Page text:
Among participants randomized to active treatment, predose trough plasma cannabidiol concentrations ranged from 0.72 ng/mL to 77.50 ng/mL. During the OLE, cannabidiol predose concentrations peaked at 235 ng/mL. The intent was to capture the cannabidiol trough concentrations. However, in some instances, patients took their morning dose before the study visit or samples were collected beyond the dosing interval. Plasma THC concentrations were below the limit of quantitation.
The overall incidence of treatment-emergent AEs (TEAEs) during the double-blind treatment period was 50.4% (63 of 125 participants) among participants receiving cannabidiol 195 mg or 390 mg and 41.3% (26 of 63 participants) in those who received placebo (Table 4). Treatment-related TEAEs were experienced by 25.6% (32 of 125 participants) of participants in the active treatment groups and 12.7% (8 of 63 participants) of participants in the placebo group.
In all 3 treatment groups, the majority of TEAEs (96.6% [86 of 89 participants]) were mild or moderate. The most common TEAEs during the double-blind treatment period occurring in more than 2% of cannabidiol-treated participants are listed in eTable 5 in Supplement 2.
The incidence of serious AEs was similar in the placebo and the combined cannabidiol groups (Table 4), all considered unrelated to the study drug. Serious TEAEs in all groups were recovered or resolved by end of study, except for 1 participant in the placebo group with abdominal distension adjudicated as a new medical condition of stage III high-grade ovarian cancer.
No clinically meaningful changes from baseline in clinical laboratory parameters (including free testosterone levels), vital signs, physical and neurological examination findings, or ECGs were observed in any of the treatment groups.
During the OLE period through 18 months, the TEAE profile of transdermal cannabidiol remained consistent with observations during the double-blind phase (eTable 6 in Supplement 2). Three serious AEs were considered possibly related to cannabidiol: tonic-clonic seizures requiring hospitalization (2 participants) and increased anxiety (1 participant). One death occurred following the visit at month 15 after entry; an autopsy revealed severe coronary atherosclerosis, which was not considered related to the study drug. There were no abnormal liver enzyme AEs and no alanine aminotransferase or aspartate aminotransferase levels greater than 3 times the upper limit of normal while receiving cannabidiol.
To our knowledge, this is the first randomized, double-blind, placebo-controlled clinical trial of a cannabidiol treatment for adults with focal seizures and the first to investigate transdermal delivery of cannabidiol in this common group of patients. On the primary efficacy end point, there was no significant difference in seizure frequency between participants in the placebo group and those in the 195-mg or 390-mg cannabidiol treatment groups. The absence of a treatment effect with transdermal cannabidiol may be attributable to a number of factors. Participants in this trial could not use clobazam to avoid confounding the efficacy assessment, as cannabidiol is known to increase levels of norclobazam (an active metabolite of clobazam).28 The absence of clobazam may have reduced the response in the active treatment groups in this study compared with other cannabidiol trials.13,14 It is also possible cannabidiol doses were too low, time to onset of effect exceeded 12 weeks, or the response to cannabidiol in adults with focal epilepsy is not as robust as seen in patients with Dravet syndrome, Lennox-Gastaut syndrome, or tuberous sclerosis complex.13-15 Efficacy has been observed with higher doses (500-1000 mg per day) of transdermal cannabidiol in patients with developmental epileptic encephalopathies, with a median reduction in focal impaired awareness seizures of 44.5%.29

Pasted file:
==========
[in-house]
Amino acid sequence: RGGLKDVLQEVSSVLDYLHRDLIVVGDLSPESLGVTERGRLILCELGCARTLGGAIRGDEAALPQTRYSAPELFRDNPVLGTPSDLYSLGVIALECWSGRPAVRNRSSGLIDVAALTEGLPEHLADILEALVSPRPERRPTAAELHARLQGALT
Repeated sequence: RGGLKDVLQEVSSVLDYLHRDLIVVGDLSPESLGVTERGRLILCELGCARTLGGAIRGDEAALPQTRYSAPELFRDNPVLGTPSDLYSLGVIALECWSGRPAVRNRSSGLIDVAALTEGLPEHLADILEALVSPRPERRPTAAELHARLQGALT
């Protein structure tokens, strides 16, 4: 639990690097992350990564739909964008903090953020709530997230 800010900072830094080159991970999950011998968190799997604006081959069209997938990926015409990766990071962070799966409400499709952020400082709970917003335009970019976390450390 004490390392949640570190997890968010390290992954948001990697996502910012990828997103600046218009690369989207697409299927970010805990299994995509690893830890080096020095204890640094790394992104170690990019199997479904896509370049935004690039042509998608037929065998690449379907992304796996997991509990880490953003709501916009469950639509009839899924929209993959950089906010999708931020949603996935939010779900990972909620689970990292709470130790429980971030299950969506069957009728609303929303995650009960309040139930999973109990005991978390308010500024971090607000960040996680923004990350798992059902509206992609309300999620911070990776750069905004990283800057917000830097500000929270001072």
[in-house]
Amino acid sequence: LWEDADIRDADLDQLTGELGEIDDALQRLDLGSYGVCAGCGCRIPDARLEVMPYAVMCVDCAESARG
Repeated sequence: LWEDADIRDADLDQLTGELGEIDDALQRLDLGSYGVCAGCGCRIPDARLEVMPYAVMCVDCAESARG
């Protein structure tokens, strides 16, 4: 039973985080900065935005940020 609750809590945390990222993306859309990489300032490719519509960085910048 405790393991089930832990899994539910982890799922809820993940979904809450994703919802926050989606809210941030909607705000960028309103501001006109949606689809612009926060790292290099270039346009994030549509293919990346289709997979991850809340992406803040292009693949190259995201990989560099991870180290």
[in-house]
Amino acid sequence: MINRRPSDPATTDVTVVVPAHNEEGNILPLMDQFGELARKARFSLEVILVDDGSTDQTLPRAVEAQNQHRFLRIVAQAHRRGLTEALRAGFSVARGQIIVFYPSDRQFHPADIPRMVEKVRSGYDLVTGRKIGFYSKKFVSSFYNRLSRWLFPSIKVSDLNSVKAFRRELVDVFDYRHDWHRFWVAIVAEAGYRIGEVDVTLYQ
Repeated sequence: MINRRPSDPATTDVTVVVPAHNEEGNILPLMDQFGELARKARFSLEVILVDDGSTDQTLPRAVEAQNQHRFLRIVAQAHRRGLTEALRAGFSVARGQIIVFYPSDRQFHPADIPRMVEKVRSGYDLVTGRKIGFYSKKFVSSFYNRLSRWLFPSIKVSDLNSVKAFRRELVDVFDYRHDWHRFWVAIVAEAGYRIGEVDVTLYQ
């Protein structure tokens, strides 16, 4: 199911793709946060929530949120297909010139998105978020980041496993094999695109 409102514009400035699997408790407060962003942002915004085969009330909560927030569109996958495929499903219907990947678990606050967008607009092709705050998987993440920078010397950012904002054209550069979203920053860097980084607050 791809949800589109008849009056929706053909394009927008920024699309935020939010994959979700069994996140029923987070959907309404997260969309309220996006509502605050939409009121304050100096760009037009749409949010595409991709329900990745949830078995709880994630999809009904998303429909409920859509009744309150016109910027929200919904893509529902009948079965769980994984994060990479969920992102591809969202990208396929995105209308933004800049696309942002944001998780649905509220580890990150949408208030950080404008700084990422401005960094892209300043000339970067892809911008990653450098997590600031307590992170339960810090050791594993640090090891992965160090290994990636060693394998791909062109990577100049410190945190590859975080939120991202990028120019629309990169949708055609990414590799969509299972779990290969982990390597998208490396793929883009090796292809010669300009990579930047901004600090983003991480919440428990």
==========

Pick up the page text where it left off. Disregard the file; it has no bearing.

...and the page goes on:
Transdermal administration of cannabidiol successfully achieved plasma concentrations that overlap those reported with oral cannabidiol (5-10 mg/kg).15 The nominal rate of seizure reduction seen in the high-dose cannabidiol treatment group compared with the low-dose group suggests the lack of a dose-response relationship. The lack of separation from placebo by either active treatment group, the substantial variation in interindividual and intraindividual plasma concentrations (which has also been reported in trials of oral cannabidiol),15 and the wide variability in individualized dosing trajectories over the course of the OLE confound meaningful characterization of a dose-response relationship. Understanding the relative influence of cannabidiol dose on seizure outcomes remains an important next step in the overall assessment of transdermal cannabidiol.
Both doses of transdermal cannabidiol showed excellent tolerability and safety, substantially better than observed in clinical trials of orally administered cannabidiol.12-15,30 Although the incidence of TEAEs was slightly higher than placebo, few led to discontinuation (7% rate of discontinuation from the double-blind phase and the 98% rate of continuation into the OLE study, with more than one-third of participants continuing to take the study treatment for at least 17 months). There were no clinically meaningful changes from baseline in clinical laboratory assessments, vital signs, ECGs, physical examinations, or neurological findings. The lack of abnormal liver enzymes over 18 months of the OLE study may reflect an advantage of transdermal delivery vs oral administration; other advantages may include fewer gastrointestinal side effects (diarrhea, 4%, and vomiting, 5%, vs 31% and 15%, respectively, with cannabidiol oral solution)20 and reduced susceptibility to the first-pass metabolism.
This study had several limitations. The documented persistence of placebo response makes it possible that the placebo effect was a factor in the seizure reductions observed in the OLE. This trial studied patients with focal epilepsy, which is more heterogeneous in cause than Dravet syndrome13,17 and tuberous sclerosis complex,15 which were studied in previous trials of oral cannabidiol. Focal epilepsies are the most common group of epilepsies in adults, as well as the most common studied in ASM trials.